Securing Release of ReINVEST Trial Grant Documents

After reports online in relation to the NSW Government funding of the ReINVEST trial program to the sum of $6.9 million, Abigail successfully called for the release of grant documents to continue investigating the basis on which funding has been provided. 

Ms ABIGAIL BOYD: I move:

That private members' business item No. 997 outside the order of precedence be considered in a short form format.

Motion agreed to.

Ms ABIGAIL BOYD (16:51): I move:

That, under Standing Order 52, there be laid upon the table of the House within 21 days of the date of passing of this resolution the following documents created since 1 July 2017, in electronic format if possible, in the possession, custody or control of Attorney General and Minister for the Prevention of Domestic Violence, Minister for Families, Communities and Disability Services, Minister for Counter Terrorism and Corrections, or the Department of Communities and Justice relating to the ReINVEST trial led by the Kirby Institute at the University of New South Wales:

(a)all documents relating to the application, assessment or approval of funding under the ReINVEST trial, including the reporting of outcomes and acquittal of funds;

(b)all documents relating to meetings with or related to Professor Tony Butler or Lee Knight;

(c)all documents relating to the funding of the ReINVEST trial and any other trials or projects related to the ReINVEST trial, Professor Tony Butler or Lee Knight; and

(d)any legal or other advice regarding the scope or validity of this order of the House created as a result of this order of the House.

We hear some extraordinary things as an MP in this place. But this ReINVEST trial, and the Government's funding of it, is on a whole new level. We are talking about a multimillion-dollar clinical trial that is assessing whether a common antidepressant could help to reduce reoffending rates and the "impulsivity" of perpetrators of domestic violence. Headed up by the Kirby Institute, the trial makes purported claims of all kinds of success. But if we scratch the surface, we start to see that what is happening here is at best ineffective and unethical and at worst life threatening. Let us not even talk about the premise that perpetrators can be given a pill and all of the underlying issues leading to abusers committing domestic violence will magically go away. We really get to the gob‑smackingly unethical nature of this trial when we examine its methodology.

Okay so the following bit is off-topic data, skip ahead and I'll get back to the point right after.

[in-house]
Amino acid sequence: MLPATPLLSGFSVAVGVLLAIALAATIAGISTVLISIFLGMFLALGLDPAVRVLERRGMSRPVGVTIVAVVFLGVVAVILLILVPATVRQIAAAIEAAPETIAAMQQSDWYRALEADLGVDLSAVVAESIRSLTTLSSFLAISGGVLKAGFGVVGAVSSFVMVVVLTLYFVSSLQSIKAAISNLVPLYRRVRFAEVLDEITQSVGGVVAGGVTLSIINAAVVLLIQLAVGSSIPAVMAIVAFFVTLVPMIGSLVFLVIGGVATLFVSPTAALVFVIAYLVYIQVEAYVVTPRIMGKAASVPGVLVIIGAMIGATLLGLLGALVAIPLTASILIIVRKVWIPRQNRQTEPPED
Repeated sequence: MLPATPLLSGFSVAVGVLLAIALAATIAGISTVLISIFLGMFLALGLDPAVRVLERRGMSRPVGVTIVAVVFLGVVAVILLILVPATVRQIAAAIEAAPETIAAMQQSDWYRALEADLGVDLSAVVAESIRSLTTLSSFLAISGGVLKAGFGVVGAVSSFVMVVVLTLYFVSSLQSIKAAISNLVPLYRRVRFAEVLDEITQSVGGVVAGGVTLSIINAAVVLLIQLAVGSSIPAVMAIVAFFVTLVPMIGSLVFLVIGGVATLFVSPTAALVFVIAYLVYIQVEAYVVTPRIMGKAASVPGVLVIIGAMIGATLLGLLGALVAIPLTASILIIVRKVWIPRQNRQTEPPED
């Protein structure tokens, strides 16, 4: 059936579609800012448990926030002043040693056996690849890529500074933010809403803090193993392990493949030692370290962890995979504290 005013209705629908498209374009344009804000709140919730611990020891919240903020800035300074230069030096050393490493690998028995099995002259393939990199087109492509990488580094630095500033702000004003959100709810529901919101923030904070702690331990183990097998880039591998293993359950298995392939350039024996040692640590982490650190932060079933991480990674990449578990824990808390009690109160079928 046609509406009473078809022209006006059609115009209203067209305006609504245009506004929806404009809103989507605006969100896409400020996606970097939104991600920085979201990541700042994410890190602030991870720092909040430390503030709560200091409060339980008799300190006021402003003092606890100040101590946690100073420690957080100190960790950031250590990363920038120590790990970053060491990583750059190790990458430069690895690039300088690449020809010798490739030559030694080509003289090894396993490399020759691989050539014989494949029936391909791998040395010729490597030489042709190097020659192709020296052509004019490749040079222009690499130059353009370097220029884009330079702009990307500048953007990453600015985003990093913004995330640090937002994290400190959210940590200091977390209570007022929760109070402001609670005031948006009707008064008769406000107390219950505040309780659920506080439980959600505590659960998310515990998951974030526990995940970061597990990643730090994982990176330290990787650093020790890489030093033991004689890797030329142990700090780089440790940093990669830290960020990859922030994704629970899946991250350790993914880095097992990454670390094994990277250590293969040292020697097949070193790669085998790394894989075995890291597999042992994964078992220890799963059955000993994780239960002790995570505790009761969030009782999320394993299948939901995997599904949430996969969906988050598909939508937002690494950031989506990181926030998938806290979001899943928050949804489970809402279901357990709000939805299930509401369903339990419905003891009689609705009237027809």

The trial recruits men who have been found guilty of a domestic violence offence and offers them a starter dose of Sertraline, a common antidepressant, generally known as Zoloft. Anyone who has been on Sertraline knows well that the 50 milligram initial dose will ordinarily be raised to a therapeutic dose within the first few months under medical supervision, noting that it takes months for Sertraline to have any substantial effect. But in this trial these men, who have already been found guilty of domestic violence, are given this non‑therapeutic dose of Sertraline and then—wait for it—are asked to self‑report how impulsive they feel. They do not ask the victim‑survivors whether they have been hit again; they do not back up the self‑reporting with any independent source. In their words, they just rely "on the honest self‑report" of known abusers during a weekly phone call.